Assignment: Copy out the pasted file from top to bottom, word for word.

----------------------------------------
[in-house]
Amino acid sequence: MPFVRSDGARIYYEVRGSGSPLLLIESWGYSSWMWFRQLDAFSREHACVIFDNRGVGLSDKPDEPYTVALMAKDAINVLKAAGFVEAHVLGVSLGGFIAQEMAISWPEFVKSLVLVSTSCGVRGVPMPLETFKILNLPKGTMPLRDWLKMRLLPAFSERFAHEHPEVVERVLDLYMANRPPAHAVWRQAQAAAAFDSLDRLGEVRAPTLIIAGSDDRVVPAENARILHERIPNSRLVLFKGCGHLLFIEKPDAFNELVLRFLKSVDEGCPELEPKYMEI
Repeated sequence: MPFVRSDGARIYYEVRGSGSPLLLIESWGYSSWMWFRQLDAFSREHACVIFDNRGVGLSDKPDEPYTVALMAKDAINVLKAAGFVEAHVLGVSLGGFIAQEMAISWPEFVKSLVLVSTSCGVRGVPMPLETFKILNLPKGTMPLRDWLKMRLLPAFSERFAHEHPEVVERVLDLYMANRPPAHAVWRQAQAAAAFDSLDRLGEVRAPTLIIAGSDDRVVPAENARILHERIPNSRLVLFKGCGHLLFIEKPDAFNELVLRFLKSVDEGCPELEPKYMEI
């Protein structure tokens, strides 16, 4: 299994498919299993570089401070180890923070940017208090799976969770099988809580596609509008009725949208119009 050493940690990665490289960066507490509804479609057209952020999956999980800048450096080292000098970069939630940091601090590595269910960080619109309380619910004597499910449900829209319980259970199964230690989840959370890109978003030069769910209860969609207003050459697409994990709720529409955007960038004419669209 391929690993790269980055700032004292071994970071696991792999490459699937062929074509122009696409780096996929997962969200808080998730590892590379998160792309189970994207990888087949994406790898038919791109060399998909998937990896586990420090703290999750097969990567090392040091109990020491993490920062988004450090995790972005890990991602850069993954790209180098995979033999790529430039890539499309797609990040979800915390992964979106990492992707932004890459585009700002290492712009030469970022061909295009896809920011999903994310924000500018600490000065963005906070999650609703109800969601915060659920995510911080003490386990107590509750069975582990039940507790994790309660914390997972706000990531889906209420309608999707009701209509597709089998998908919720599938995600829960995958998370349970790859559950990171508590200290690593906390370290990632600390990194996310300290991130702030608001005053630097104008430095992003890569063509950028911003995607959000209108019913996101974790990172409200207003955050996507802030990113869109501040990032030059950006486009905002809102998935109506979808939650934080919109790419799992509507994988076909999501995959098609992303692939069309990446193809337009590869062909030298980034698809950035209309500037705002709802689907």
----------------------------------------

[in-house]
Amino acid sequence: MPFVRSDGARIYYEVRGSGSPLLLIESWGYSSWMWFRQLDAFSREHACVIFDNRGVGLSDKPDEPYTVALMAKDAINVLKAAGFVEAHVLGVSLGGFIAQEMAISWPEFVKSLVLVSTSCGVRGVPMPLETFKILNLPKGTMPLRDWLKMRLLPAFSERFAHEHPEVVERVLDLYMANRPPAHAVWRQAQAAAAFDSLDRLGEVRAPTLIIAGSDDRVVPAENARILHERIPNSRLVLFKGCGHLLFIEKPDAFNELVLRFLKSVDEGCPELEPKYMEI
Repeated sequence: MPFVRSDGARIYYEVRGSGSPLLLIESWGYSSWMWFRQLDAFSREHACVIFDNRGVGLSDKPDEPYTVALMAKDAINVLKAAGFVEAHVLGVSLGGFIAQEMAISWPEFVKSLVLVSTSCGVRGVPMPLETFKILNLPKGTMPLRDWLKMRLLPAFSERFAHEHPEVVERVLDLYMANRPPAHAVWRQAQAAAAFDSLDRLGEVRAPTLIIAGSDDRVVPAENARILHERIPNSRLVLFKGCGHLLFIEKPDAFNELVLRFLKSVDEGCPELEPKYMEI
């Protein structure tokens, strides 16, 4: 299994498919299993570089401070180890923070940017208090799976969770099988809580596609509008009725949208119009 050493940690990665490289960066507490509804479609057209952020999956999980800048450096080292000098970069939630940091601090590595269910960080619109309380619910004597499910449900829209319980259970199964230690989840959370890109978003030069769910209860969609207003050459697409994990709720529409955007960038004419669209 391929690993790269980055700032004292071994970071696991792999490459699937062929074509122009696409780096996929997962969200808080998730590892590379998160792309189970994207990888087949994406790898038919791109060399998909998937990896586990420090703290999750097969990567090392040091109990020491993490920062988004450090995790972005890990991602850069993954790209180098995979033999790529430039890539499309797609990040979800915390992964979106990492992707932004890459585009700002290492712009030469970022061909295009896809920011999903994310924000500018600490000065963005906070999650609703109800969601915060659920995510911080003490386990107590509750069975582990039940507790994790309660914390997972706000990531889906209420309608999707009701209509597709089998998908919720599938995600829960995958998370349970790859559950990171508590200290690593906390370290990632600390990194996310300290991130702030608001005053630097104008430095992003890569063509950028911003995607959000209108019913996101974790990172409200207003955050996507802030990113869109501040990032030059950006486009905002809102998935109506979808939650934080919109790419799992509507994988076909999501995959098609992303692939069309990446193809337009590869062909030298980034698809950035209309500037705002709802689907």